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The Fluidity of Sexuality

 
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Working with teens every day the thing I notice the most is the quest for self-definition, or "I am that which I associate with .... I am OTHER than that which I disassociate from." It's a necessary developmental milestone for adolescents, a way of separating from the known terrain of childhood, from the values and habits of the adults in their lives, and really learning to discover who they are.

Facebook, MySpace, Twitter, and even reality shows like American Idol during which voting for your likes is part of the show grab this idea and run with it - as "liking" or "not liking" something becomes a character defining status, as if our ability to tell the story of who we are is perpetuated mainly by the things, people or ideas we associate with.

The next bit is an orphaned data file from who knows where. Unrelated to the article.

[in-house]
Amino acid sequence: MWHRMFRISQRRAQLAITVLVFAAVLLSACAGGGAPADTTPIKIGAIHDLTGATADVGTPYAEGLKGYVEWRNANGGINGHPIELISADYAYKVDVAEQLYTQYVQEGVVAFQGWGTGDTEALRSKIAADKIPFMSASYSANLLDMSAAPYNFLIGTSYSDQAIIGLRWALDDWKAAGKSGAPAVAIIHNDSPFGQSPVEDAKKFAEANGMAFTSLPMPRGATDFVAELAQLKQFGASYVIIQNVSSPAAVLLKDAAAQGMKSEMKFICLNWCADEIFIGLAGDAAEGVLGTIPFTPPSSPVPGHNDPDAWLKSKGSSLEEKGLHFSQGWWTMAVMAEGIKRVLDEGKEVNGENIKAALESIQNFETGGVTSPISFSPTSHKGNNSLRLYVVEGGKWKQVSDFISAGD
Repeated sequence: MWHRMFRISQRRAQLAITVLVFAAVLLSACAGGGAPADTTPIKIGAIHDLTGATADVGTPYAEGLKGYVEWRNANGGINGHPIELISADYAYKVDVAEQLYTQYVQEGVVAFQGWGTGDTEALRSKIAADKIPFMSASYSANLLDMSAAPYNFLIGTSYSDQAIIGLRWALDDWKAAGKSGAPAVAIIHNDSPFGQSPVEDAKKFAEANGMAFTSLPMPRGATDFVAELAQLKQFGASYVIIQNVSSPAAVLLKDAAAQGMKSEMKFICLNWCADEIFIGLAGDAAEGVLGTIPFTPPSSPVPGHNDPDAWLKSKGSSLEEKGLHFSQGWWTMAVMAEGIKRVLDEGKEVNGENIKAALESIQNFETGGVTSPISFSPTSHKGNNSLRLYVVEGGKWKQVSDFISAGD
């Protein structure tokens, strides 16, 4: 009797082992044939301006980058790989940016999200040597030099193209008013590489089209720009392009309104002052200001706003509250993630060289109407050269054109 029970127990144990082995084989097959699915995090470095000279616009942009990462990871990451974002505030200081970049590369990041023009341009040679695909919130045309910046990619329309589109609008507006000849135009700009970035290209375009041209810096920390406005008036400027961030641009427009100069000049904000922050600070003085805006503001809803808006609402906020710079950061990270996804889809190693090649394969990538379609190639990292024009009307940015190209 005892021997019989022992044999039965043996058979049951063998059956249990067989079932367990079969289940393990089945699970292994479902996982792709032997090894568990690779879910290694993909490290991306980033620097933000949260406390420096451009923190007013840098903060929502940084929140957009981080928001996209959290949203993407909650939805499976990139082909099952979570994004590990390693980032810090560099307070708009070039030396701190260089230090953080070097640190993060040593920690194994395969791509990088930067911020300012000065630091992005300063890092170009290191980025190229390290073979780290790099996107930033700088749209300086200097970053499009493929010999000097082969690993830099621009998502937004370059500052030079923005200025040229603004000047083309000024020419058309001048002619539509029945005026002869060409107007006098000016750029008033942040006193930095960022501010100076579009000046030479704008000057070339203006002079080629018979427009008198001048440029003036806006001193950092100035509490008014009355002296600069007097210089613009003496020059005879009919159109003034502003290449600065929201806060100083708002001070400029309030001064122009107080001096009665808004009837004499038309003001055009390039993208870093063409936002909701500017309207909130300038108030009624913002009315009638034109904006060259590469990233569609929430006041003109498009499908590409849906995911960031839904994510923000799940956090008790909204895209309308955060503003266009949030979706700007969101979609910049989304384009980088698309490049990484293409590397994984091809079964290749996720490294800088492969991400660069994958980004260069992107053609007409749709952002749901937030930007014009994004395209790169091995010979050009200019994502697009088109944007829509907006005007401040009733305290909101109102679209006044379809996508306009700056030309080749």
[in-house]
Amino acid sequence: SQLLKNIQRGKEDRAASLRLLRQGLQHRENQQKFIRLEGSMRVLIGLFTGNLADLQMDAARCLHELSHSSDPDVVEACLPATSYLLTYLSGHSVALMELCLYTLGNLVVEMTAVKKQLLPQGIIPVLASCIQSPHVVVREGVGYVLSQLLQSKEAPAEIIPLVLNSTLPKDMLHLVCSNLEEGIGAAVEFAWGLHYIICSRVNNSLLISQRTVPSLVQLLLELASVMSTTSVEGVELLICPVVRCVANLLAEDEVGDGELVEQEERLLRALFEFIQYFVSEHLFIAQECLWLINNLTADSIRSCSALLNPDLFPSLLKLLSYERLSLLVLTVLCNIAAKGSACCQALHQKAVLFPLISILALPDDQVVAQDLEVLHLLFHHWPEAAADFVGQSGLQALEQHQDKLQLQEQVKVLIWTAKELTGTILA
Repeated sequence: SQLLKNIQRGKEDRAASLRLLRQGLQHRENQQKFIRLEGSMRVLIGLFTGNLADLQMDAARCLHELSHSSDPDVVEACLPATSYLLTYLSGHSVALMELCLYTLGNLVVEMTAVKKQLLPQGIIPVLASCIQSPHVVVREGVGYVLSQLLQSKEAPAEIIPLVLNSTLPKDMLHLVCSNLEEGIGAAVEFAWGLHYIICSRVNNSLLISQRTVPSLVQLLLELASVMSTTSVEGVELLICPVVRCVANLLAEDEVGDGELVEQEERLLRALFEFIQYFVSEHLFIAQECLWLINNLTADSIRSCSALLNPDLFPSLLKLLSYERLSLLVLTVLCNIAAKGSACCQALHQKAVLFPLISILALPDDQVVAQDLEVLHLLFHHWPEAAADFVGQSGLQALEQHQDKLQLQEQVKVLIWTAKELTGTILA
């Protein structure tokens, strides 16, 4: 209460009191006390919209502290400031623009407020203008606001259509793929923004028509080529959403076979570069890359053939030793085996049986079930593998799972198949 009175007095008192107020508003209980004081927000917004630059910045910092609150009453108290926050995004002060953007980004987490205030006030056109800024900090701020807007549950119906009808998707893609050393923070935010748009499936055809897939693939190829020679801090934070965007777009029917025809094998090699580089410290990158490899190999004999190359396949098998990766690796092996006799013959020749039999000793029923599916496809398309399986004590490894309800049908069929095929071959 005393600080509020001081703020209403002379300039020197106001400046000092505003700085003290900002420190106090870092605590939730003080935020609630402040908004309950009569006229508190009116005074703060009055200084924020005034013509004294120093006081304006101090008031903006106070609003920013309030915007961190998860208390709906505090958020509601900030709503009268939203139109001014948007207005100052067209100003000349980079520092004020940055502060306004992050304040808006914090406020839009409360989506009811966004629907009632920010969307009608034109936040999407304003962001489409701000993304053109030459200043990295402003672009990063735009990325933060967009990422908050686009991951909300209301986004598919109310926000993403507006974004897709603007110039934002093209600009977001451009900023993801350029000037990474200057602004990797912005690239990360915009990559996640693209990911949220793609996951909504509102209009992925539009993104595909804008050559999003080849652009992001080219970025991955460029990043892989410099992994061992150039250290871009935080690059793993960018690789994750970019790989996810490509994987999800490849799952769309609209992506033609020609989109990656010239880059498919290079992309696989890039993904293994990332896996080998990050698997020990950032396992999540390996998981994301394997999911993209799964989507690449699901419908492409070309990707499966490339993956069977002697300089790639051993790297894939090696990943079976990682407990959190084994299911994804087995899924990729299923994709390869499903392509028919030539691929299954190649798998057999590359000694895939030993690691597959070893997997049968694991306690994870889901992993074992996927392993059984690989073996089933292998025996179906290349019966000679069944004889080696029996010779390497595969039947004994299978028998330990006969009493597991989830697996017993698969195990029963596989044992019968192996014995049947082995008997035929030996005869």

It worries me that American cultural values seem to promote and encourage an extended adolescence, where aligning our identities with our likes and dislikes can create an ongoing shallowing-out of perspective. After all, isn't one of the hallmarks of growing past adolescence the ability to hear more than one side of a story, to see more than one perspective, to tolerate more than one way of life, one type of sexuality, religion, lifestyle, body weight, choice of profession?

In a rigidly defined world where "I am that which I like" someone who loves their eggs scrambled and not fried will call themselves a "scrambled egg person" and may be predisposed to eschew those who are not.

But sexuality doesn't really work this way. Many of us define ourselves by what we like or dislike sexually, but in slamming and locking the door on ourselves and our possible sexual fluidity we are also inviting in a mentality where bigotry, discrimination, and intolerance can come into power.

In a safe and healthy, trusting relationship, you can begin to discover that things you may have been uncomfortable thinking about or acting on in the past can become more palatable and even enjoyable. Heterosexual people still become attracted to people of the same sex, and homosexual people can still find their hearts beating a little faster over someone of the opposite sex now and again.

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